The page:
By Marc Fried
Many of us like to imagine that wintery weather is pretty much over by the time March rolls around; and surely past by the end of that month, especially if there's already been a week or two of really mild weather: the sun is getting strong, the snow cover may be long gone, and crocuses are in bloom, with daffodils and tulips poking well up out of the ground. We may be tempted to use the vernal equinox as a signal to pack our winter clothing away.
Premature spring fever is usually a combination of wishful thinking and short memory. For the spring months, like all youth, are often fickle and unpredictable. But dynamic meteorological surprises during the three transitional months should be looked upon as gifts from Nature, the occasional ironic reality rush to remind us of who is still in charge. Personally, I find such drama reassuring, rather than dispiriting.
Though the sun's rays by late March are as strong as those of mid September, and I've seen March readings approach 90º on more than one occasion, just below the surface the ground is still cold from months of chill. When a late-season storm blows through, blocking out the sun, the air temperature can plummet. From my personal records and recollections, here are some of the more dramatic March-through-May weather events of the past half century in the Shawangunk Mountain region:
In 1967, the month of March saw three major snowstorms totaling about 35 inches, in addition to any lesser storms that might escape my memory. That March was the snowiest month of what was then the snowiest winter on record in the Shawangunks.
In March of 1981, after weeks of relatively mild weather, winter returned with a vengeance during the third week of the month. From the 14th to the 21st, daytime temperatures stayed in the 20s and low 30s. The 17th saw a brief, blinding snow squall with 35-40 mph winds. Flurries and heavier snow showers persisted on and off for a week, especially on the mountain, with the thermometer in the valley dipping to 10º on the 18th and 19th, 13º on the 20th.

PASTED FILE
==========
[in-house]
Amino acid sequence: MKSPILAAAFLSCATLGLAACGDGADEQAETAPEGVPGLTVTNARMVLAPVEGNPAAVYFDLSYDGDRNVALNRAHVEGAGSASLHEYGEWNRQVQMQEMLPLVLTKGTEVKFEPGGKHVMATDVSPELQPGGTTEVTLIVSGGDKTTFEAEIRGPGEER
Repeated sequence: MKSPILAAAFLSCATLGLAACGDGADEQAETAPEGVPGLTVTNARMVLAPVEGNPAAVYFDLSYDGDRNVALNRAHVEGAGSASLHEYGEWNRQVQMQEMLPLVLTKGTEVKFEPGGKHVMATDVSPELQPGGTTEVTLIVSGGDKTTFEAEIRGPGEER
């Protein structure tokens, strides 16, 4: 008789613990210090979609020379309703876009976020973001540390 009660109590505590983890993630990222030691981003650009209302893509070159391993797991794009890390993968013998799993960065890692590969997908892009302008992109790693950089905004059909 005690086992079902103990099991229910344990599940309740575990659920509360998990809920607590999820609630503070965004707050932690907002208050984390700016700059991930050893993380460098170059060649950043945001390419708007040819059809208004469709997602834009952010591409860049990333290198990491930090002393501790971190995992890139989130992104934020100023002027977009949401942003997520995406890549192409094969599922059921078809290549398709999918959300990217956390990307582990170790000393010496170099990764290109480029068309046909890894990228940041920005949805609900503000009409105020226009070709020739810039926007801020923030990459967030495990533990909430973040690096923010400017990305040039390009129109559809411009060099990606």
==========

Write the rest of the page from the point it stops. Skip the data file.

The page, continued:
But no March weather event compares to the Blizzard of the Century, March 13, 1993, with about 18 inches of snow driven by howling winds all afternoon and evening, sustained at 50 mph. I was camping on the mountaintop during that storm, and wrote about the experience in one of my books (Shawangunk: Adventure, Exploration, History and Epiphany from a Mountain Wilderness). On the 15th, I snowshoed out in nearly 3½ feet of the white stuff (both old and new). That morning the thermometer had registered -3º, and on the 19th, at home down in the valley, it was -1º. In shady spots high on the ridge, some patches of old snow remained until well into May, both this year and the one that followed.
In 1982, a spring blizzard dropped about a foot of wind-drifted snow on the 7th of April (I was in San Francisco and missed the whole thing). In 2000, the 8th of April saw the thermometer reach 76º, but the next morning it was 28º and snowing, and the afternoon high was only 38º. Winds gusted to 40 mph all day. The Wallkill Valley got half an inch of wet accumulation, but the Shawangunk ridge got about 6 inches.
1976 and 1977 both saw May snowfalls. The '76 event, leaving the mountain white from about the 1900' elevation on up, occurred on the 19th of May, a full month after a heat wave had seen the thermometer climb well above 90º. The 1977 May snow occurred on the 10th. I have a snapshot taken that day from my Wallkill Valley home, showing the Sam's Point plateau white with fresh snow while lilacs bloom in the immediate foreground. In 2002, wet snowflakes fell for an hour during the late morning of May 18, even in the valley, but I could not see any accumulation visible on the ridge.
The winter of 1960-61 was unusually cold and snowy. That spring, on the night of May 27-28, a cold rain fell in the valley, and by bedtime I remember my thermometer holding at a chilly 37º. During the night, the cold front responsible for this weather passed through to clear the air. The morning of the 28th brought a blue sky, bright sun, brisk wind and a mountaintop glistening with a substantial new snow cover. This was the latest accumulating snowfall on record in the Shawangunks.
The hiker who wishes to take advantage of nice spring weather for an outing in our mountains should come prepared for whatever tricks Nature may decide to play. This means, among other things, close attention to a local weather forecast: internet users should check weather.com for Cragsmoor, NY, which lies at 1900' and would more closely correspond to mountain conditions than New Paltz or Ellenville. But even a relatively benign forecast can on occasion be radically mistaken. There is no substitute for being prepared with wool cap and scarf, insulating layers of wool or fleece plus a windbreaker and rain gear. Even during the warmest months, Shawangunk weather can be potentially treacherous: I have seen 32º here at dawn on June 11 (1980) and rainy, misty days in mid or late July when the thermometer never manages to hit 60º. When planning an outing in any season, it's wise to keep in mind that "There is no such thing as bad weather; there is only inappropriate clothing."
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